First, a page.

It would not be enough to just get straight As. It wouldn’t be enough to just do well on standardized testing. It was then I thrust myself into every activity I could manage.
I became a leader in the marching band, president of the National Honor Society, captain of the Academic Decathlon team. I did as many hours of volunteer service as I could. I began making as close to straight 100s on my report card as I could. I took every single AP class that was offered at my high school, and passed 6 of 7 AP exams.
All the while, without even realizing it, I had become American. I remember meeting people who had just arrived from Mexico at my church. None of them guessed I was originally from Mexico…everyone thought I was American.
After three years of hard work in high school, I was blessed with an amazing, privately funded, full scholarship to St. Mary’s University. (Editor’s note: Benita also was valedictorian of her high school graduating class.) I spent four years working on my Bachelor’s, graduating in 2006 from the Honors Program, with a double major in Biology and Sociology.
Although I was unable to utilize my degrees after graduation, I tried to make the best of my life. I tutored, taught piano lessons, took pictures…any odd job I could think of. All along, I firmly believed one day I would be able to become a permanent resident.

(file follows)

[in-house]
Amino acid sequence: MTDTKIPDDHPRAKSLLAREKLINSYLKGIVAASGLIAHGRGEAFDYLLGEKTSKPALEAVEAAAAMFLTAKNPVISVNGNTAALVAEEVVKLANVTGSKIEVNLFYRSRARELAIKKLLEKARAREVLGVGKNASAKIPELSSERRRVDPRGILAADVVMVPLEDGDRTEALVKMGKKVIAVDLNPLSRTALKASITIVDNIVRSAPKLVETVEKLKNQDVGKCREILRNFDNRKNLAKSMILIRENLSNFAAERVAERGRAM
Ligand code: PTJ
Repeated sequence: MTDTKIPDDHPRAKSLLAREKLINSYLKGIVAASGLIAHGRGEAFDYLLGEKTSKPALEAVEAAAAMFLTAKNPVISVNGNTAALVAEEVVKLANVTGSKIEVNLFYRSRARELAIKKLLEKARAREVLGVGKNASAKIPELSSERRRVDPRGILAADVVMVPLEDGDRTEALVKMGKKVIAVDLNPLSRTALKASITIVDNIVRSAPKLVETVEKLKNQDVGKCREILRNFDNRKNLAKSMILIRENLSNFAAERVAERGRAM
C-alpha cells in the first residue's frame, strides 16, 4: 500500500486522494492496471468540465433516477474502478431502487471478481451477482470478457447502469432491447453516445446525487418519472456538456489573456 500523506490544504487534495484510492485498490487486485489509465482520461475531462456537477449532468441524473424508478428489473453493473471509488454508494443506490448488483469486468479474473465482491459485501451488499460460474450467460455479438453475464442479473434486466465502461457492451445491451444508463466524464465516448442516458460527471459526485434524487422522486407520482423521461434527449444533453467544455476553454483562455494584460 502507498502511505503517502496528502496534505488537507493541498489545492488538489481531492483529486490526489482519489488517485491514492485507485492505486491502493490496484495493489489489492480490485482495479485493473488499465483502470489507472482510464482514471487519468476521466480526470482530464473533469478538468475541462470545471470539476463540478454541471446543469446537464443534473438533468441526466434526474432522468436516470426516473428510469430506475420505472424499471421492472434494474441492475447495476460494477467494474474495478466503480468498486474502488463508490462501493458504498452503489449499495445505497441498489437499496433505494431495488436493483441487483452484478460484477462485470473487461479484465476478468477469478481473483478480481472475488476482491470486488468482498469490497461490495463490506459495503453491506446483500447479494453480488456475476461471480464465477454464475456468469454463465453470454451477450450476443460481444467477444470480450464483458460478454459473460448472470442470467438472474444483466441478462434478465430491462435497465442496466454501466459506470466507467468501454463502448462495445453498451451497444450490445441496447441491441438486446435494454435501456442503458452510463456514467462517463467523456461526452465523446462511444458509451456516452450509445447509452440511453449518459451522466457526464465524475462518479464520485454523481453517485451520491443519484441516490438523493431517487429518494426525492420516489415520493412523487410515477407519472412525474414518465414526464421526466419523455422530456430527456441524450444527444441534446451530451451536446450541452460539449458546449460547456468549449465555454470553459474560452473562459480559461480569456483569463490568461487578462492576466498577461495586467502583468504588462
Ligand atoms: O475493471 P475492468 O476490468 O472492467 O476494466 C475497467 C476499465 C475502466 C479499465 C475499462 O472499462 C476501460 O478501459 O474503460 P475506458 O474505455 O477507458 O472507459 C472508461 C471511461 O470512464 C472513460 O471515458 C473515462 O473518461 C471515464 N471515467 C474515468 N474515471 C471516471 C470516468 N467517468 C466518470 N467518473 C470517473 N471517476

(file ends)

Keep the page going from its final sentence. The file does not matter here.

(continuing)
Whenever I felt sad about my situation, whenever I felt like all my education was going to waste, I would remind myself that one day, I would be able to apply for permanent residency. I resolved to live my life without bitterness…things would change someday.
Things did change, but not in a way I would have ever imagined.
On January 21, 2009, I was pulled over for allegedly rolling a stop sign. The officer questioned me, discovered I did not have a driver’s license, questioned me about my legal status and proceeded to arrest me after my admittance of the truth. He informed me that it was the policy of their police department to turn over any person who was in the country illegally.
After spending the night in a detention center, I was able to make bail and was released to await court proceedings. My attorney has informed me that, as of now, there is nothing I can do to fix my legal status.
I cannot apply for permanent residency because there is no avenue for people like myself to legalize our status, regardless of the many years that we have lived in the country, and the fact that we consider ourselves American.
For me, returning to Mexico, and receiving a ten-year ban from re-entering the country, is not so scary because I don’t know anyone there, but because of everything I’m leaving behind. I don’t cry at the thought of being all alone in a place I can’t remember. I do cry when I think I may not be here long enough to go to my best friend’s wedding, which we have been planning and dreaming about for almost a year.
I can’t hold back the tears when I realize I may very well not be there when my grandparents pass away.
I have nothing waiting for me in Mexico. Facing deportation has made me realize that I would much rather continue to live in the shadows as an undocumented person in the US than go to a country I simply don’t remember.
It’s not about being made to leave the land of opportunity, a country with better economical opportunities than the place I was born. It’s not about being made to leave my goals, my dreams, my aspirations.
Quite simply, it’s about being made to leave my home.